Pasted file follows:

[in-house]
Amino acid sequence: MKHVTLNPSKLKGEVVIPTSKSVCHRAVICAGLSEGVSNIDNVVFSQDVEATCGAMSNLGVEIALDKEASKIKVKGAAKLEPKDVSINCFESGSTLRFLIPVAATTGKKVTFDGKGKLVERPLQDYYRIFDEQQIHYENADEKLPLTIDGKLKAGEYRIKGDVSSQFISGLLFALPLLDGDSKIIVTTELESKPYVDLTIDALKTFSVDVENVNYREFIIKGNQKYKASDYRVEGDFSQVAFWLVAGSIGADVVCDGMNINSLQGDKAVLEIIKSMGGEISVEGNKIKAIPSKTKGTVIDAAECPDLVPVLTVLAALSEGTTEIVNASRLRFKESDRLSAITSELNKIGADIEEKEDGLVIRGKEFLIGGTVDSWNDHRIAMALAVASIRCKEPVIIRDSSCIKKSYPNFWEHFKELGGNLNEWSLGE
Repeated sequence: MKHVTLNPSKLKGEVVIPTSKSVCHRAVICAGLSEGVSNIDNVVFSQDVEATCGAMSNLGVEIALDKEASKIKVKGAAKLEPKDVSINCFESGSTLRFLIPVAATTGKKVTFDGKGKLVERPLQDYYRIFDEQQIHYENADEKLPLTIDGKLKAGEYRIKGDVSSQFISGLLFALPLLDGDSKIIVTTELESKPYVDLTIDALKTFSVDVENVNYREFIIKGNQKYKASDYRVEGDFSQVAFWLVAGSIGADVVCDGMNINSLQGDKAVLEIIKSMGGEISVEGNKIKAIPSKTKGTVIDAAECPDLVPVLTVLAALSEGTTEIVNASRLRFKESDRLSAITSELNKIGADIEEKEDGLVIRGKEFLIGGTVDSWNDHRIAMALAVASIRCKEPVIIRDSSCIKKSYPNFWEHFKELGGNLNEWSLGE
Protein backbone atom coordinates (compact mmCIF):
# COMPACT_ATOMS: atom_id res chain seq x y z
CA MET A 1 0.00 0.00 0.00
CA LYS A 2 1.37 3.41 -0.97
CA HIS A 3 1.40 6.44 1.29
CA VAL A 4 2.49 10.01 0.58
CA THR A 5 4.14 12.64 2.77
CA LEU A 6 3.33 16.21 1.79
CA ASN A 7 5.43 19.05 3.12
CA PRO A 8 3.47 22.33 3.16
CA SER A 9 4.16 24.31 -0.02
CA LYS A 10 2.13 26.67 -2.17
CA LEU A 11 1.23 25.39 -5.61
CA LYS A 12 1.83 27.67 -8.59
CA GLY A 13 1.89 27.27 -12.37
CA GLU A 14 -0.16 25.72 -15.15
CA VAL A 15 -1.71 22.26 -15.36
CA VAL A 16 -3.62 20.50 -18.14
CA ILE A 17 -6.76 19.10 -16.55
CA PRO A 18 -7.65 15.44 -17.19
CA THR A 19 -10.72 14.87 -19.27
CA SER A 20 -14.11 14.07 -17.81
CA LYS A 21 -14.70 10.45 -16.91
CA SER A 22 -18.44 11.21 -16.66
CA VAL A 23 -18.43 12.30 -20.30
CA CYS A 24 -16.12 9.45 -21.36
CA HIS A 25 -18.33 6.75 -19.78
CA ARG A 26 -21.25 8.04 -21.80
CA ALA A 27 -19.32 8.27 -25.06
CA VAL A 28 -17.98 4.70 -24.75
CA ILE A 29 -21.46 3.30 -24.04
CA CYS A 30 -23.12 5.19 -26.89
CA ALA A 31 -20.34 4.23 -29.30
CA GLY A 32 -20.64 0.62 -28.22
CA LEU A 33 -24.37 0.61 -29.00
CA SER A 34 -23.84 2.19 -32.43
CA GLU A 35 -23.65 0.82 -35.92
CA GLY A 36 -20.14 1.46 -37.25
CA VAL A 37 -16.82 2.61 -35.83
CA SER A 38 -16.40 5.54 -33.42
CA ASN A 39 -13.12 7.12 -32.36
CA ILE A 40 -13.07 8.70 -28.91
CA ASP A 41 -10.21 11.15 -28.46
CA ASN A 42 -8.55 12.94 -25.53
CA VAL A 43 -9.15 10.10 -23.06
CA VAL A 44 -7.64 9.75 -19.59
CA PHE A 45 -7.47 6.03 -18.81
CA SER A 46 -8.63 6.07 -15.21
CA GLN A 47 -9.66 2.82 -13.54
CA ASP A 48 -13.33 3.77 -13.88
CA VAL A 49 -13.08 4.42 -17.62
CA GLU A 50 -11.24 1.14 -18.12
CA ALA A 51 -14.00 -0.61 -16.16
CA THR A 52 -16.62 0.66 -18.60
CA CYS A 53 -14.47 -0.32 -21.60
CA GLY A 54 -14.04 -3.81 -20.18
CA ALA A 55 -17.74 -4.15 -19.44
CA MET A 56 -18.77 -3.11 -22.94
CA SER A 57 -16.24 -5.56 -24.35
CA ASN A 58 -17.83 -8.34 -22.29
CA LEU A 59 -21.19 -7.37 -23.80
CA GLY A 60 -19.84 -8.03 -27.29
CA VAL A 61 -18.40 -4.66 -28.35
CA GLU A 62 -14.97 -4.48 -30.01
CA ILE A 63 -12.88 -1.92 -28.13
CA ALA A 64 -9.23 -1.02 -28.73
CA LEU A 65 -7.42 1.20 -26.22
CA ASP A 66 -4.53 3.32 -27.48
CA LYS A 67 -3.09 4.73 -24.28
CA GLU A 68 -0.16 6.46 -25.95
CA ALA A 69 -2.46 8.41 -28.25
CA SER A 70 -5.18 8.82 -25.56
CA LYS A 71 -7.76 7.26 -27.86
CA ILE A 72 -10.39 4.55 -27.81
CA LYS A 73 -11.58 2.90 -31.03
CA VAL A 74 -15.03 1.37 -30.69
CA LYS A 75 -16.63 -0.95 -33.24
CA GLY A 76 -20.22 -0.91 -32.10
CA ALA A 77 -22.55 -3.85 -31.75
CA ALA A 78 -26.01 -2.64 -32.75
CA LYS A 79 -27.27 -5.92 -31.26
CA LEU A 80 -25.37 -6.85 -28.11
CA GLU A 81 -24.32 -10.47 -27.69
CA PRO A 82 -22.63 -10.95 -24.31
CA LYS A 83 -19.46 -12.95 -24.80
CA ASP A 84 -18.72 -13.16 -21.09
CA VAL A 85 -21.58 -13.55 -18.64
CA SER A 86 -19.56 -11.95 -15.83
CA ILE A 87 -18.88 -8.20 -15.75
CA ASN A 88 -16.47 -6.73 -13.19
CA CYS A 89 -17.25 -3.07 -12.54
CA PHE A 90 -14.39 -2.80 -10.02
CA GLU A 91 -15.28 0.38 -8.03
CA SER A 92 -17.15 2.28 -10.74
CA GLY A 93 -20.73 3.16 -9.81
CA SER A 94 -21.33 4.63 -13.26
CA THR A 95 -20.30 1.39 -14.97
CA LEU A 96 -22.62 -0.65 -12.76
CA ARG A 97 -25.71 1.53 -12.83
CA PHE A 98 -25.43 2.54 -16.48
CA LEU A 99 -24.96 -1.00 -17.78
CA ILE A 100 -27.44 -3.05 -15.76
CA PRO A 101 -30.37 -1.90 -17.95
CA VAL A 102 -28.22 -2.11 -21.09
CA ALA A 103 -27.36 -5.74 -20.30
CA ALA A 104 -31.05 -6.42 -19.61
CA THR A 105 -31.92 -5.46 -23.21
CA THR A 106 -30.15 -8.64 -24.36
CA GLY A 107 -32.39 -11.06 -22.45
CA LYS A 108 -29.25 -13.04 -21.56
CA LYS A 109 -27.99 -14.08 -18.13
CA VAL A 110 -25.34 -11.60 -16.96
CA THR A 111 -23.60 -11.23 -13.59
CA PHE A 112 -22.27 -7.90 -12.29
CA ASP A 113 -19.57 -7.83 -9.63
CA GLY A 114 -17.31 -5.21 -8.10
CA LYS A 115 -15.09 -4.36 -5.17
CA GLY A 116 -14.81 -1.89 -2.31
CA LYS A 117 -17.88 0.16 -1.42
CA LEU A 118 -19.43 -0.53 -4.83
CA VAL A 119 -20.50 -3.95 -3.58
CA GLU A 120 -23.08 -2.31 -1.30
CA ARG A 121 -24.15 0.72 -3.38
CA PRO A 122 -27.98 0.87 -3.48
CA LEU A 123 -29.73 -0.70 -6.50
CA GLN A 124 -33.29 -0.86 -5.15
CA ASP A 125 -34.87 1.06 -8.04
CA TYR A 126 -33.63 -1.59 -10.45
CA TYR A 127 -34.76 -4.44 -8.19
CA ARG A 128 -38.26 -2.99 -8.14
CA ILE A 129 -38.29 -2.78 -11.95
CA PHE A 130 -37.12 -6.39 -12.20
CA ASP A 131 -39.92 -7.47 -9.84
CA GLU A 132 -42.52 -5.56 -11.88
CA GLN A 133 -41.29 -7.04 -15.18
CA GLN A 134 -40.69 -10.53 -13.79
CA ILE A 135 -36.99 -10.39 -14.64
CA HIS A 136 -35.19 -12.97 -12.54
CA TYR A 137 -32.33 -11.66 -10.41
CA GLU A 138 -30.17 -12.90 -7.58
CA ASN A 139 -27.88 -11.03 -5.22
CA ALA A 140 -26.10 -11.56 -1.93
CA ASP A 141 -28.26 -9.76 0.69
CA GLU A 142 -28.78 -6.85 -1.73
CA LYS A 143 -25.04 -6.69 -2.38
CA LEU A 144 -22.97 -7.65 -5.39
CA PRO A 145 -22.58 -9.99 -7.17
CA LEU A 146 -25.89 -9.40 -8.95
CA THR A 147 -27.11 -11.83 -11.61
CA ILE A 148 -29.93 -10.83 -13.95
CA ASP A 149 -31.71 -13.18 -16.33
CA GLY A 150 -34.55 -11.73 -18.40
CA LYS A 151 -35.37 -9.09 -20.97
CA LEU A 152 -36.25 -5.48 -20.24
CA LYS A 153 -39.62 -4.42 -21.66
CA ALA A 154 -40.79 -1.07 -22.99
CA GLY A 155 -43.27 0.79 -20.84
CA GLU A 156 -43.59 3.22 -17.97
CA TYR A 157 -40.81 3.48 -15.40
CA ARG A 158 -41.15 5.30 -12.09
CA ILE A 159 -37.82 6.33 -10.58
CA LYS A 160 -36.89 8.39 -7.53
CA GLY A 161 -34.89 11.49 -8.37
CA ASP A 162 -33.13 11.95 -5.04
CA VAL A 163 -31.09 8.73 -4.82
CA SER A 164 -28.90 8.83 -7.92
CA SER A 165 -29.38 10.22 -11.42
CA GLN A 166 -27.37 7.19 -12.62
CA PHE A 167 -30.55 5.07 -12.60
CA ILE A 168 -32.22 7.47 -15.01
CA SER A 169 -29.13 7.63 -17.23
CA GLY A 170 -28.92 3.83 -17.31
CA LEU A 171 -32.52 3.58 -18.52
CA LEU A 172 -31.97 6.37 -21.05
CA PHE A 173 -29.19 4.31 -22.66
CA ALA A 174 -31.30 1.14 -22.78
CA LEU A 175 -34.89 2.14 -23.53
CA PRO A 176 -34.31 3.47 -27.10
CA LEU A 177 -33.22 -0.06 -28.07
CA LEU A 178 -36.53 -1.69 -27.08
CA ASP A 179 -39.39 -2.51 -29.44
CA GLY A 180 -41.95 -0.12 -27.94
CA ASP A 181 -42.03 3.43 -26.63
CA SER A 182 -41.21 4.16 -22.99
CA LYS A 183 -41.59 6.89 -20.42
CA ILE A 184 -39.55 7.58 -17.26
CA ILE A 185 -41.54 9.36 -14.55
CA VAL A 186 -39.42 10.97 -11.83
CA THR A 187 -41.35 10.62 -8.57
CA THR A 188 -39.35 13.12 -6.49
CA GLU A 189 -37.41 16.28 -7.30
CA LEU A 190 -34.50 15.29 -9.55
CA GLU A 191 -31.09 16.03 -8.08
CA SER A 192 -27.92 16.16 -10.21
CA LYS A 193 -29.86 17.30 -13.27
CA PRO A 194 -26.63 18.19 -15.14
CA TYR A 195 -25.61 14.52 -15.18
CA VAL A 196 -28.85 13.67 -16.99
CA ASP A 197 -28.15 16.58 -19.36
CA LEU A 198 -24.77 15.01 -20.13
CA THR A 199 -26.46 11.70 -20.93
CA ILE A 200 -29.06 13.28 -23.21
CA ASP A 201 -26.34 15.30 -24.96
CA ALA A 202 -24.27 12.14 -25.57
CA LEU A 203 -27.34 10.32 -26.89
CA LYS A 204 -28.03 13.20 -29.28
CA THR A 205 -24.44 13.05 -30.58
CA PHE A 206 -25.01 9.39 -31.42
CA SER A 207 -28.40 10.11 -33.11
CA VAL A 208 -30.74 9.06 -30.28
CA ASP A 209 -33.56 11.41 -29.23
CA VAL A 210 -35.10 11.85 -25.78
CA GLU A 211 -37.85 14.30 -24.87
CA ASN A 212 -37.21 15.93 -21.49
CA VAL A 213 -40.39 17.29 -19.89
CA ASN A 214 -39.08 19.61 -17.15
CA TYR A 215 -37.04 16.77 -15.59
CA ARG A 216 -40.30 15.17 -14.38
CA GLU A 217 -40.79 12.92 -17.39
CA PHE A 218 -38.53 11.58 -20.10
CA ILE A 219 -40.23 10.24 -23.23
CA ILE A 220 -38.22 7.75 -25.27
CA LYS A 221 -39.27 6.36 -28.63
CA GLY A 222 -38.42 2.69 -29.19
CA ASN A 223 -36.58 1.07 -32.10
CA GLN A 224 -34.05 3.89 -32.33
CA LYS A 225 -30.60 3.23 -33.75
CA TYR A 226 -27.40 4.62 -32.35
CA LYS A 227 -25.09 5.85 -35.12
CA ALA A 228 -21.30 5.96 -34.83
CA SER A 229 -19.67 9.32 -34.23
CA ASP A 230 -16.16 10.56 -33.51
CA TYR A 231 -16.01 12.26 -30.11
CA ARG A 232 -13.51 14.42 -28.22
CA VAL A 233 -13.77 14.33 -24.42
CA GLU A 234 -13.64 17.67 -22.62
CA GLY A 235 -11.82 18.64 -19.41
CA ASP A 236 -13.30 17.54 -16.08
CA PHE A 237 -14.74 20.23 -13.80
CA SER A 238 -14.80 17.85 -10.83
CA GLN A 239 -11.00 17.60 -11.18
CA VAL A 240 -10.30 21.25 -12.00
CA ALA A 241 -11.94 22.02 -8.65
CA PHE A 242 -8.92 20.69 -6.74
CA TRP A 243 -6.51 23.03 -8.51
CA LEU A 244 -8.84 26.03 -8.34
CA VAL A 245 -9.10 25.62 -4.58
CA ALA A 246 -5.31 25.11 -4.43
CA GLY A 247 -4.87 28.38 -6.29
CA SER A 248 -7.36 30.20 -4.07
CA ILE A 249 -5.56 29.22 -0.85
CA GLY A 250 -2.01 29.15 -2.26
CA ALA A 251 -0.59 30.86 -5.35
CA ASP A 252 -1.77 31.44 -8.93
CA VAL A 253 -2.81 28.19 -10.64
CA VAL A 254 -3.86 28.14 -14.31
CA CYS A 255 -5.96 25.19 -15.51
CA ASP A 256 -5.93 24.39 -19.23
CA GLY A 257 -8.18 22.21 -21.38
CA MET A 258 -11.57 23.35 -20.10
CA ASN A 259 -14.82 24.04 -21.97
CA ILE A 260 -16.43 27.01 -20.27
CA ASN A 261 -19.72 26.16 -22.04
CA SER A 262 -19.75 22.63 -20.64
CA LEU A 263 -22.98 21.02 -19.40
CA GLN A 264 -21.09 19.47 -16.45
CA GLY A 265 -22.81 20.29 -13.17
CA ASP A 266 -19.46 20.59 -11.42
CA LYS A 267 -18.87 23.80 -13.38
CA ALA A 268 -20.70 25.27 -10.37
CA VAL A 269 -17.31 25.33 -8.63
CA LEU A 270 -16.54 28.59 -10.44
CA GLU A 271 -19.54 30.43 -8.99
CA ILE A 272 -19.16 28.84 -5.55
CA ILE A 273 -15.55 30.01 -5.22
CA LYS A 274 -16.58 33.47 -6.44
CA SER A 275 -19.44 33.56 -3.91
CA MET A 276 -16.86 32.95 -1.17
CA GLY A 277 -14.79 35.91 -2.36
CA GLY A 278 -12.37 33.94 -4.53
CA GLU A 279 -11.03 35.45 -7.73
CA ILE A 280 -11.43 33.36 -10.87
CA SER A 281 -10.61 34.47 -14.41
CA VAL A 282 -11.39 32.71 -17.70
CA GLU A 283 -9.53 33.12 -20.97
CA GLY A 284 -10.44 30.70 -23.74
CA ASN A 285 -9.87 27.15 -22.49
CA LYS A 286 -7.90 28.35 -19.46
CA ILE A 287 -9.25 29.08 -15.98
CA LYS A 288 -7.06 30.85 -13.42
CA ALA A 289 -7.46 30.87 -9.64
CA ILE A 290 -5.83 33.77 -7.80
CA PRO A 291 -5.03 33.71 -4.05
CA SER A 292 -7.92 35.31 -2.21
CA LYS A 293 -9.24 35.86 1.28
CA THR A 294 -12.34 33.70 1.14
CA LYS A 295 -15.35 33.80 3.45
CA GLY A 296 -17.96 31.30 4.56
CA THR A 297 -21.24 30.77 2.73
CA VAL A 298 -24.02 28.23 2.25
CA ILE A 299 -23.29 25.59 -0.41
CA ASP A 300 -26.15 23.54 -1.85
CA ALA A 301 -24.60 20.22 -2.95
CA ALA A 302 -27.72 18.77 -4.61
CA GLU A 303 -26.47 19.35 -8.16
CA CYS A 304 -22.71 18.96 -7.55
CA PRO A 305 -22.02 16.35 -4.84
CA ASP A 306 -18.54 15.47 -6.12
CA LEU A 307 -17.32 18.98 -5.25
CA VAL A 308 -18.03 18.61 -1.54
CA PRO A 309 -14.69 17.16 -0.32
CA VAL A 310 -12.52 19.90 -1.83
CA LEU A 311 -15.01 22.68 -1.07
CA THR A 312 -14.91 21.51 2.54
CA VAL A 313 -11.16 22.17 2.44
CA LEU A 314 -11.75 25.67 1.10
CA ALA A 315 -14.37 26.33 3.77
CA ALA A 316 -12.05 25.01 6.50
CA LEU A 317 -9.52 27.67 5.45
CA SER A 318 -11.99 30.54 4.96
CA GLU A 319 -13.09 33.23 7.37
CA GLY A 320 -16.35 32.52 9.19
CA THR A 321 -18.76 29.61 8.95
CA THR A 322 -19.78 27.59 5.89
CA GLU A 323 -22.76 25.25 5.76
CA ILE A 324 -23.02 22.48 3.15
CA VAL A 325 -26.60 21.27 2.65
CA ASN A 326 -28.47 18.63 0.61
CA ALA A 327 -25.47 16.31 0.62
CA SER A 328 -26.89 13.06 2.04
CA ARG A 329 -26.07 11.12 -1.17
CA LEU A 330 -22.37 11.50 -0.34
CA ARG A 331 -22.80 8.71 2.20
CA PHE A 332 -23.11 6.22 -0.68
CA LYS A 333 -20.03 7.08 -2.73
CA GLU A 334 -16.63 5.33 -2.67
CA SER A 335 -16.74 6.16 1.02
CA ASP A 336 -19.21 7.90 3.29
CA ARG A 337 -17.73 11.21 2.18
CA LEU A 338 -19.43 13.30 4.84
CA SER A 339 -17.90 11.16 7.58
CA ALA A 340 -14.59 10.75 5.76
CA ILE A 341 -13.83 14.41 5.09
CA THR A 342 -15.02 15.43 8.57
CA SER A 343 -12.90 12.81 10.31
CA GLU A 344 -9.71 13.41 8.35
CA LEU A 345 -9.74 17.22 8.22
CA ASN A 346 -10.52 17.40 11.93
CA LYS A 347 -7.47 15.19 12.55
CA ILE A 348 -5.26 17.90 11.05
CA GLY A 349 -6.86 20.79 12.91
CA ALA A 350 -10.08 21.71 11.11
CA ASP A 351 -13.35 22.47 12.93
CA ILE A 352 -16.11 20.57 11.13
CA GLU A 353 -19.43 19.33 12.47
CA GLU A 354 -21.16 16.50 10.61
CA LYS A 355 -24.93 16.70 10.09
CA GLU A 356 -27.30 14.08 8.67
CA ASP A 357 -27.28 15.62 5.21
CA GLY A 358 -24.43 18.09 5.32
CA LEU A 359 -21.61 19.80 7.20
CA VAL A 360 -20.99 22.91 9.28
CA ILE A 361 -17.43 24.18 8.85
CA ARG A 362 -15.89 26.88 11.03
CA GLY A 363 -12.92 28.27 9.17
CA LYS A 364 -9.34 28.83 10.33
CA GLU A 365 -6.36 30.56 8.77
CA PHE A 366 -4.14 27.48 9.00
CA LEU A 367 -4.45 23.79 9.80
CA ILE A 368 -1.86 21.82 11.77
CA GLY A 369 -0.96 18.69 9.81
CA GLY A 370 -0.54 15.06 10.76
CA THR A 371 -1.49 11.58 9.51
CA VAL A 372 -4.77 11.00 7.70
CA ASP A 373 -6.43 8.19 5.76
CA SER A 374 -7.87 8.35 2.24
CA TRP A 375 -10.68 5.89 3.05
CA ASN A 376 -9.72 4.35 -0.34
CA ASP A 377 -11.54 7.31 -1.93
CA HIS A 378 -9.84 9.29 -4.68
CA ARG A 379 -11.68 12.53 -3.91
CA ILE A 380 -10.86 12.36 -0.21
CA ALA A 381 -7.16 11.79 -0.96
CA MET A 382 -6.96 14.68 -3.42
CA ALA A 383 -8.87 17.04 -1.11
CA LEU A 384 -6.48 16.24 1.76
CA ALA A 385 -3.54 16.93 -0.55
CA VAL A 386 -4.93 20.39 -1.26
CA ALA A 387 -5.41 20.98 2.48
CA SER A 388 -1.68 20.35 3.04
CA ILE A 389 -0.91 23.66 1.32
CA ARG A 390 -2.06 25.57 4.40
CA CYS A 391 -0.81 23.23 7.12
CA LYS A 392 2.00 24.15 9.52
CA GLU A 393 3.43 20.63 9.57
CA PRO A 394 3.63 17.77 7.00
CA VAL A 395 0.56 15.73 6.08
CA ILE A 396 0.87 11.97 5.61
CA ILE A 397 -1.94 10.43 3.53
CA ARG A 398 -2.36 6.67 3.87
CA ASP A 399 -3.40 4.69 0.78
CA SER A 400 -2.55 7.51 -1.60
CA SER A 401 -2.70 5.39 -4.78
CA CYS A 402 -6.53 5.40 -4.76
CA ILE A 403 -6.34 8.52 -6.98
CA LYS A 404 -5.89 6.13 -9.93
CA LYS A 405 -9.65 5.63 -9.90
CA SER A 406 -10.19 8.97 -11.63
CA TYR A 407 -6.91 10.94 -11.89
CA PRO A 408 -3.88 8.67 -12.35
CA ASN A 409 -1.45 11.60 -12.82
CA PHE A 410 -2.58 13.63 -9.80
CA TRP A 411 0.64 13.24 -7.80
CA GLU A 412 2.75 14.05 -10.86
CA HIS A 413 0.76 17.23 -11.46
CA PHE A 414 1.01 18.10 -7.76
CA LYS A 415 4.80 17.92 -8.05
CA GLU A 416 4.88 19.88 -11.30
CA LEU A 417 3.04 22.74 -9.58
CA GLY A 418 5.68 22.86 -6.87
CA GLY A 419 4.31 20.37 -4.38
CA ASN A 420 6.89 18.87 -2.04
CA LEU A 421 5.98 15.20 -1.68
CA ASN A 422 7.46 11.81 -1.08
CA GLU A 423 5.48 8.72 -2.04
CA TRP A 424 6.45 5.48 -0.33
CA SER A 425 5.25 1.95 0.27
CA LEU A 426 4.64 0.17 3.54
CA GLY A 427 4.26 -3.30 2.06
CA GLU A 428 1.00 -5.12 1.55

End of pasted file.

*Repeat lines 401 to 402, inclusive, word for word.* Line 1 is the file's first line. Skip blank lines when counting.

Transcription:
CA ILE A 396 0.87 11.97 5.61
CA ILE A 397 -1.94 10.43 3.53